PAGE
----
Trading Systems 201

If you haven't done so already, please read the Trading Systems 101 article here.

 System Diversification

While splitting money between different systems is great, just how related is each system to each other?

For example, what if I had a few systems that bought breakouts in different time-frames? So system 1 might buy a 10-day breakout, and system 2 might buy a 20-day breakout. Is this really a good strategy? My experience says no.

I like to use different styles for each system. That makes the correlation much lower. For example, the Smart Money uses data that has nothing to do with price. The Breakout system buys breakouts (although it's more complicated than just an n-day breakout). PT2 buys ahead of a breakout. Breakdown shorts breakdowns. Base Hit buys on a dip.

By throwing these different styles into the mix, you can often have a system zigging while the other zags. This makes for a much smoother equity curve.

Side note – I believe this is while Richard Dennis had a tough time getting investors to stay with him later in his career. He made huge amounts of money, but the drawdowns were large, and he did not diversify between system styles I believe (can't say for certain, but Curtis Faith, one of the original Turtle Traders was only taught two breakout systems when he was trained by Richard and Bill).

Knowing When to Fold ‘Em

One important question most system designers fail to ask themselves is just when to stop using a system? After creating systems and using them in the real world, I know from experience that there are times when a system just isn't working.

For example, I might create a system with more than a dozen years of back testing and thousands of trades. Without warning, the system might start trading sideways, or enter into a normal drawdown and then never recover. A year later, the system acts like normal and goes straight up for several years.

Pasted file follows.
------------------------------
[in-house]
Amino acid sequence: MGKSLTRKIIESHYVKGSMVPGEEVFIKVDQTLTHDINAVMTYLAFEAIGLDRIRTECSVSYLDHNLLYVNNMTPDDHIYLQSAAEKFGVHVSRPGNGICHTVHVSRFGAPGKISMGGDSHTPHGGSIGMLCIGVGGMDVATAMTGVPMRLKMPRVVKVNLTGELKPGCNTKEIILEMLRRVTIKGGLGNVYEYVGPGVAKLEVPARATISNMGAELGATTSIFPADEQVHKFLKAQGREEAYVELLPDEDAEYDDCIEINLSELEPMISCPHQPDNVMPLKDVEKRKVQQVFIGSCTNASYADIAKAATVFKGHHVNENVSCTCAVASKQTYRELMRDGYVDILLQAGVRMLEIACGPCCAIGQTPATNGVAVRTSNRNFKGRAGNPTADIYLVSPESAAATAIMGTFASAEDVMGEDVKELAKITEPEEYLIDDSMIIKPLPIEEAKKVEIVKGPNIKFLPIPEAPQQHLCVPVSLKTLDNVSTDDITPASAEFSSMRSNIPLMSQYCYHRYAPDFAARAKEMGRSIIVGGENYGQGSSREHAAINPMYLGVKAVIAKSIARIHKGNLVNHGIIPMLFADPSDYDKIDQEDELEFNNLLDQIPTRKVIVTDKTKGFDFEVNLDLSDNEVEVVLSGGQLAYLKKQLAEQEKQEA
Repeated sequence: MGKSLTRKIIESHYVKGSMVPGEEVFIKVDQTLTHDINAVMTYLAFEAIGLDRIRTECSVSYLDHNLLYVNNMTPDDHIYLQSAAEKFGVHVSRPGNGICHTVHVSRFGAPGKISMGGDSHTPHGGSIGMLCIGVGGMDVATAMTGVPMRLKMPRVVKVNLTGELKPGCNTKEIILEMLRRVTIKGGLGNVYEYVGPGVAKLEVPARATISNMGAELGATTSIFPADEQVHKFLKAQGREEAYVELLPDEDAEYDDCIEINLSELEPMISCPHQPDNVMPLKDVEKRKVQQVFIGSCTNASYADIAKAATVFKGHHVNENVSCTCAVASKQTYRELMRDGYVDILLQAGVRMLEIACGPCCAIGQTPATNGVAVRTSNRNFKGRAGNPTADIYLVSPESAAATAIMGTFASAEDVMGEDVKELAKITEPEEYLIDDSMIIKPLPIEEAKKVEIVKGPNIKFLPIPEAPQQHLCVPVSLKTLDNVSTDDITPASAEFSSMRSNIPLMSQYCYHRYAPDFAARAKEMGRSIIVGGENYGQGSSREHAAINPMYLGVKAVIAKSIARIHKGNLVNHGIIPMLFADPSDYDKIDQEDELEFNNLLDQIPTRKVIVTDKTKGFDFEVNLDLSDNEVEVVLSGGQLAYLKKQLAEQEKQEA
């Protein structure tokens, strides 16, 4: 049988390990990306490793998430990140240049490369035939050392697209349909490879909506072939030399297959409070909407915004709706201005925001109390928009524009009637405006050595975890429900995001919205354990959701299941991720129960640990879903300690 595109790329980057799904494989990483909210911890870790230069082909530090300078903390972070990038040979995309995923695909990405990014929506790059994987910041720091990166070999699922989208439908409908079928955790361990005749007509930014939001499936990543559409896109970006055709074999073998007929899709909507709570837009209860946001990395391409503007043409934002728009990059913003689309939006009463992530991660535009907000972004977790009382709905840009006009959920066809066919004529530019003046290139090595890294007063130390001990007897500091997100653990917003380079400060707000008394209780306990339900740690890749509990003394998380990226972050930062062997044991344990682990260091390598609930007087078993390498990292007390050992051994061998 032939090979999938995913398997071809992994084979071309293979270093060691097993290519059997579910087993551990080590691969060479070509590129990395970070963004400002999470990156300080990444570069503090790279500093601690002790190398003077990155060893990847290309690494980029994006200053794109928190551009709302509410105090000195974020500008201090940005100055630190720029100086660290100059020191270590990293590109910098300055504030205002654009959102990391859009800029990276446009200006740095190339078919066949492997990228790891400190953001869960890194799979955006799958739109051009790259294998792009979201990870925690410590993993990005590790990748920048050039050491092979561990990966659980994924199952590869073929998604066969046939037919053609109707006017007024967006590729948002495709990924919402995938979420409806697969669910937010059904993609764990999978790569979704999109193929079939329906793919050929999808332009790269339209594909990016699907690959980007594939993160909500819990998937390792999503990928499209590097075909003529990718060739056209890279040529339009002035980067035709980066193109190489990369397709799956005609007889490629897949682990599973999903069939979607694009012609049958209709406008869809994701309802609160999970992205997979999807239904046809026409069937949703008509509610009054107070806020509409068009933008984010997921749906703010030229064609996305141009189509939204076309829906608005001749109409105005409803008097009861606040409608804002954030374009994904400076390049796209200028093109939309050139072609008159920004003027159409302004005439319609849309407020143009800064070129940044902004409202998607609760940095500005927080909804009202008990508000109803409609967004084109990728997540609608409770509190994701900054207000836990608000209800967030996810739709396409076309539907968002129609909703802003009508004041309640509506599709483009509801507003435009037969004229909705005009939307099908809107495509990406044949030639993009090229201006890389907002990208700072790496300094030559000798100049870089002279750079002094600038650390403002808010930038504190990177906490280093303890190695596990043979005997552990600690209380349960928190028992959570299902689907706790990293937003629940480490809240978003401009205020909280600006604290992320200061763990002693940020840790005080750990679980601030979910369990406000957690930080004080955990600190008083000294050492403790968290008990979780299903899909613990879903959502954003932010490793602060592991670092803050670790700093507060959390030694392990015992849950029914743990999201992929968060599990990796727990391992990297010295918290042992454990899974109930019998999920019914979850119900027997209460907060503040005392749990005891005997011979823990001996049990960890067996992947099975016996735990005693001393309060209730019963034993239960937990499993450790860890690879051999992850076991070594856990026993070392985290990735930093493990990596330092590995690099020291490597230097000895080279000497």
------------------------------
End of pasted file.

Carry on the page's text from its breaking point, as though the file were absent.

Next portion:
These things are cyclical I've found. I remember several years back when traders were talking about the death of trend following. There was a drawdown for a couple years, but then those systems started putting in stellar gains. Currently, trend following in futures is behaving poorly again. Nothing new here.

What I have done to combat this is pretty simple really. I keep track of the individual equity curves of each system. If one fails to meet my criteria (which could be as simple as a long-term moving average of the system's equity), I take it out of the mix. When it starts working again, I “re-hire” it so to speak and put it back into the mix.

Advanced Statistics

When I first read about some of the traders out there making a killing in the stock and futures markets, I had to wonder how much of their success was due to being in the right place at the right time. For example, what if some of the famous trend traders like Richard Dennis or Ed Seykota didn't start trading during the huge commodity bull market?

A random look

The answer to this question can be seen if we take all our trades, and randomly scramble them up to produce several thousand different equity curves. Some equity curves might start off with 50 winning trades in a row, or some could pick all losers.

Creating these random equity curves is called a Monte Carlo simulation.

In the above example, 100 lines were drawn onto the graph. The blue line was the actual equity curve, while the grey lines were randomly scrambled equity lines based on the trades generated.

When I run a Monte Carlo simulation, I actually run 4000 different equity curves. Such a huge number a samples can allow me to make new observations. For example, I can now find what the annual growth rate of the top 90% of equity curves was. If 3600 of those equity curves made more than 40%, I have a 90% confidence level that the CAGR will be 40% or greater per year. The future is never known with absolute certainty, but this kind of simulation really dives into the efficacy of a trading system.

You can run a Monte Carlo simulation on just about any statistic you want: MAR, max drawdown, longest drawdown, etc.

As you can see, there's quite a bit of research and development that goes into not only making trading systems, but actually trading them. This is how professional hedge funds manage trading systems. The more you treat trading as a business, the more successful you will become.

Happy Trading!